What we experienced at one of Europe’s biggest frontend conferences. The fifth annual Fronteers conference took place on October 4 and 5 in the Netherlands. The organizers chose Pathé Tuschinski as the venue, which is an old movie theater in Amsterdam that has been beautifully designed in the Art Deco and Art Nouveau styles.
The schedule was fully packed with a total of 16 speakers, so eight talks on each day. Each speaker had 50 minutes for their talk, followed by a small Q&A session moderated by Chris Heilmann who did an awesome job as the host.
It would be way too much to go through every talk, so we would like to point out our personal highlights from this year’s Fronteers.
Our top four talks:
This first talk “Adapting to Responsive Design” held by Mark Boulton was already one of our personal highlights and a good kick-off for the event. Mark is a graphic designer living in South Wales and the owner of Mark Boulton Design. During his talk he showed a short movie clip, the red vs. blue pill scene, from the Matrix. Every single statement in this clip perfectly reflects the current situation on responsive design. What Boulton wanted to say is that responsive design is the red pill and that we’ve been living in a conceptual hallucination of control. While “pixel-perfect design” is the blue pill, responsive design forces you to focus on the content. That’s the reason why wireframes do not work anymore. It’s about chunks of content put together in a smart way.
Phil Hawksworth’s talk “I can smell your CMS” from the second day was the best talk of the whole conference in our opinion. Phil works as Technical Director at the marketing agency R/GA in London. He had some awesome slides and the talk itself was very coherent and funny. He talked about how content management systems actually affect code quality and that they are hard to use, which is the reason why people need training to use them properly. Ultimately the person using a CMS will be an intern or a developer rather than the management. Phil suggests getting the user to use text-based styling via Markdown to better manage content rather than design. This would keep the site future-friendly and maintainable.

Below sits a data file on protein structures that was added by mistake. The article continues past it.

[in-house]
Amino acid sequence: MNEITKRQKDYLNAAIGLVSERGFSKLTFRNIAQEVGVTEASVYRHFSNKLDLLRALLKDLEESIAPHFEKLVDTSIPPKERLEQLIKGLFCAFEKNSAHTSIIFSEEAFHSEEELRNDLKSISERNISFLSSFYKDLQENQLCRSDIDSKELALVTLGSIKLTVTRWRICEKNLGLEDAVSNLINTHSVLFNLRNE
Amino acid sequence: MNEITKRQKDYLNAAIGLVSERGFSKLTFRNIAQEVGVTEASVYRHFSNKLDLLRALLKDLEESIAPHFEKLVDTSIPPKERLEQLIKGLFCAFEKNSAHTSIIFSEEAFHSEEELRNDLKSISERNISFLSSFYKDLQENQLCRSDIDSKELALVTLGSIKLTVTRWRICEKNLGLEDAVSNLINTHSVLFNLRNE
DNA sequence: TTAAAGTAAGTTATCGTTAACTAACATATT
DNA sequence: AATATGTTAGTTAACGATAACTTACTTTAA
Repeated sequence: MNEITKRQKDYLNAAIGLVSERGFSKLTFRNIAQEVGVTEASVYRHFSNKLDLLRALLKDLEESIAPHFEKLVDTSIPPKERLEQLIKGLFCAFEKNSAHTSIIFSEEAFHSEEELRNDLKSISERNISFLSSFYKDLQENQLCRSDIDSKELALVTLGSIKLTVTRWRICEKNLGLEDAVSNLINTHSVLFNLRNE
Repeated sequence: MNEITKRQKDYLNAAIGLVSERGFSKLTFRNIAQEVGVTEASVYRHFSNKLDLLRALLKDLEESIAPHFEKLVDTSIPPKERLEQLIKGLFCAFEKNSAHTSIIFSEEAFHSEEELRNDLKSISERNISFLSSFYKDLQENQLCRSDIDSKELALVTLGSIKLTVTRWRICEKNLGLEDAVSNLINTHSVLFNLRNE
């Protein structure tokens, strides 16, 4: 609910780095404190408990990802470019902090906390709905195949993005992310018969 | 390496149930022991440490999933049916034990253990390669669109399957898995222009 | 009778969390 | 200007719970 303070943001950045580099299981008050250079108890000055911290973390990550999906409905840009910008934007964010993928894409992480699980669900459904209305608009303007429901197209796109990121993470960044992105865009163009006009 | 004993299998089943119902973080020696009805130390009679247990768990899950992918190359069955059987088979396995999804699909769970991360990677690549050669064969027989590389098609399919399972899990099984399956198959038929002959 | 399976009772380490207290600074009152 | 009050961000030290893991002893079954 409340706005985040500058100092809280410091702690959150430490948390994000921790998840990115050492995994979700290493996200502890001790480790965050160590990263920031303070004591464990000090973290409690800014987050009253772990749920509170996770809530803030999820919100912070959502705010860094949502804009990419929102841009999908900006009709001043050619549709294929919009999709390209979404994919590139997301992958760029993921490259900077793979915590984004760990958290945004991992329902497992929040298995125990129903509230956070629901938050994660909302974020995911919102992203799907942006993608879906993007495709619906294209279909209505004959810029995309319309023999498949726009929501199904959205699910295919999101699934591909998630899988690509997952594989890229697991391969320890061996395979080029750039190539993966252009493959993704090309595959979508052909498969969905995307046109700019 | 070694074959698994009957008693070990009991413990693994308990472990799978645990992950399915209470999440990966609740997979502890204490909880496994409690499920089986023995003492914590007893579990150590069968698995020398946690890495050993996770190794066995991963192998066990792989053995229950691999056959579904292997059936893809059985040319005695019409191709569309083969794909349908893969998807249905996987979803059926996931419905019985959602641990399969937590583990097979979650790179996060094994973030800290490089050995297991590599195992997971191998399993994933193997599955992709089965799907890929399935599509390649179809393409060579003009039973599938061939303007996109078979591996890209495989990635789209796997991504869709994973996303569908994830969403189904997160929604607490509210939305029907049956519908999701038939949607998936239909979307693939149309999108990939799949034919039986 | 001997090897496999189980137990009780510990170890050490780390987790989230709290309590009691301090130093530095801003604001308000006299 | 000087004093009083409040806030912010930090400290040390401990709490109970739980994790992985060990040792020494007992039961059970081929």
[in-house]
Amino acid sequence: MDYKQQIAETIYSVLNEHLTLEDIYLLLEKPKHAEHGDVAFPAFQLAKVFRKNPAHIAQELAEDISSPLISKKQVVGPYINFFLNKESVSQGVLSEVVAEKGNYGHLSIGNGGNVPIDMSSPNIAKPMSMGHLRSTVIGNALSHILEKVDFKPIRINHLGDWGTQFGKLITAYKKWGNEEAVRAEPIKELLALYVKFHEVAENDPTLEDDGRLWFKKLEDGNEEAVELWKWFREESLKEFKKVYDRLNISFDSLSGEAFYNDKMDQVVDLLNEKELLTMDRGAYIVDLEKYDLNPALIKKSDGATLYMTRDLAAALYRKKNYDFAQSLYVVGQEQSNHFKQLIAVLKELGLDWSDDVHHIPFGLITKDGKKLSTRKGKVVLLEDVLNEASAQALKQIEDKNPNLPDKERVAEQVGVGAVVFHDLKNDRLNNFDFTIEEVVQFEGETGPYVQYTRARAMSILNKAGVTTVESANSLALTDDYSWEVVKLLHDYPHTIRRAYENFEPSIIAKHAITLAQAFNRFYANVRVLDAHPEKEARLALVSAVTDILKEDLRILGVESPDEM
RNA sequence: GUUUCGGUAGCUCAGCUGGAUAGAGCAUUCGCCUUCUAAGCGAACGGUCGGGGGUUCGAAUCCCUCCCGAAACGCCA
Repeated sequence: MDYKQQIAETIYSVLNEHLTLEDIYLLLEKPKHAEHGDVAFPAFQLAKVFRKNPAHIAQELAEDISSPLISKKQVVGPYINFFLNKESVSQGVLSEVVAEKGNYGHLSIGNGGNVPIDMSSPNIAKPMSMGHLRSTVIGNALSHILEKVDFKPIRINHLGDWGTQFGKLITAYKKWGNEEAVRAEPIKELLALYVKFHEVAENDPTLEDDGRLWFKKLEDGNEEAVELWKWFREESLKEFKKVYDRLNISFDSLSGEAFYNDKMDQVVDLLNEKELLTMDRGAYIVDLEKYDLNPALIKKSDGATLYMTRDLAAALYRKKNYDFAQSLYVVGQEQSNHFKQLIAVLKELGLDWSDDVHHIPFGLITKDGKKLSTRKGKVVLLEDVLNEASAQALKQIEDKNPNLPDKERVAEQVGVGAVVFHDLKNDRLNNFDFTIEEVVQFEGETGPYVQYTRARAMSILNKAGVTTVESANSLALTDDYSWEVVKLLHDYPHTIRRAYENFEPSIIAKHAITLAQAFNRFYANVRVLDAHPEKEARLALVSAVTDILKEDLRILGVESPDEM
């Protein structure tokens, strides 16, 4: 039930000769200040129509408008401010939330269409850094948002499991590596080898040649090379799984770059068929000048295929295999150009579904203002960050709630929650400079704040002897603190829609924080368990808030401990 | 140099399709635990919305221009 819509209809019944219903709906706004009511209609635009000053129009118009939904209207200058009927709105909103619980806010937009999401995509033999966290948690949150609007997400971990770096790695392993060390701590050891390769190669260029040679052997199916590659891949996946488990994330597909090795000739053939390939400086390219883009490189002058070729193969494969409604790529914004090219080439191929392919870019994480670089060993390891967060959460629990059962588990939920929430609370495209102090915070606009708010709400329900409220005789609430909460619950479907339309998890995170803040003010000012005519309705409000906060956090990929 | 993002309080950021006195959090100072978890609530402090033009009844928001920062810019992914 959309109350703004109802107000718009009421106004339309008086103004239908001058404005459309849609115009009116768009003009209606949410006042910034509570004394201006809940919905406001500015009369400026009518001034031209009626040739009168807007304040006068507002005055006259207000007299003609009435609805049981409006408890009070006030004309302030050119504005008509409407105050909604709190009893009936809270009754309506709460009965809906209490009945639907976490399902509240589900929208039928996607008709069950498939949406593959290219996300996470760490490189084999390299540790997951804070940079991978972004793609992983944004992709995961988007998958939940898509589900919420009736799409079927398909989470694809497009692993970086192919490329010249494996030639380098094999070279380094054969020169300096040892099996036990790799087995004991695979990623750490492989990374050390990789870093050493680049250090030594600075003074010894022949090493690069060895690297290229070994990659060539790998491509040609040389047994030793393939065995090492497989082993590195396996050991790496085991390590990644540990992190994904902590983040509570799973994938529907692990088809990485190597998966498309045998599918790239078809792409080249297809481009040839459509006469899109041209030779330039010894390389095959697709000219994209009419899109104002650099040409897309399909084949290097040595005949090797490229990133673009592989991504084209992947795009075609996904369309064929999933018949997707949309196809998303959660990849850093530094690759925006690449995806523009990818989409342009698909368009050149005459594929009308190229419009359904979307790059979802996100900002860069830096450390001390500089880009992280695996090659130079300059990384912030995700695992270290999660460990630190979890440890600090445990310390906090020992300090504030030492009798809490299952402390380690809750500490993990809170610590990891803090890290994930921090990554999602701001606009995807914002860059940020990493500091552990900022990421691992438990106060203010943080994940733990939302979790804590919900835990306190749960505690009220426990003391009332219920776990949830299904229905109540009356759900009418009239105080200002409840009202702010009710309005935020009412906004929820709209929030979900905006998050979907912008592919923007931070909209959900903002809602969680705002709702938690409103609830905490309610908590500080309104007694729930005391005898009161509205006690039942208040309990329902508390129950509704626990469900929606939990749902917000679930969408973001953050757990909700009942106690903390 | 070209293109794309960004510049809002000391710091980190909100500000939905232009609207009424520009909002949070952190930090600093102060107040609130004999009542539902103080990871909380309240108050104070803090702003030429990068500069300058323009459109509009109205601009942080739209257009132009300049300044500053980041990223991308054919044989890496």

Marcin Wichary is a user experience designer at Google and one of the people who create the famous Google Doodles. In his outstanding talk about “The biggest devils in the smallest details” he reflects on the many tiny details that go into making a Doodle truly memorable. In one example he explained how they created a way of displaying animated images without resorting to GIFs or video. Instead of displaying a sequence of full frames they create a set of images that only contain the differences between frames. This technique allows for fast loading of very large animations and is just one example of how much thought and consideration goes into making the doodles exciting for a broad audience and a multitude of web browsers.
Alex Russell is a software engineer at Google. He talked about “what the legacy web is keeping from us“. In his highly inspiring presentation he explains that progress can only happen through change. As front-end engineers we sometimes try to cover all of the bases when making use of new features. This means we often resort to polyfills. Alex made it clear that offering such support comes at a cost: increased battery usage, larger transfer sizes and more network requests. He makes a case that doing such things actually delays progress as this conveys to users that their old browsers are still up to the job. He also explained that we’re being held hostage by these browsers and implored us to not support them. Instead we should educate those users via upgrade notifications and not wait for browser vendors as “only we [front-end engineers] can do this”.
Our top four quotes:
“Learn to love the command line. It isn’t scary. You know how to use Photoshop with 300 buttons. That’s scary” – Stephen Hay
“WYSYWIG can fuck up designs pretty often. Round tripping switching between source and rendered code is not perfect and introduces stink at every go, leading to circular stink.” – Phil Hawksworth
“I like to pretend that stuff is a little bit more important than it really is” – Marcin Wichary
“Polyfills are a tax” – Alex Russell
Fronteers 2012 was filled with many fresh, funny and interesting talks, and offered a very novel approach to the Q&A round after those talks. We were very happy that we had the opportunity to attend this very inspiring event.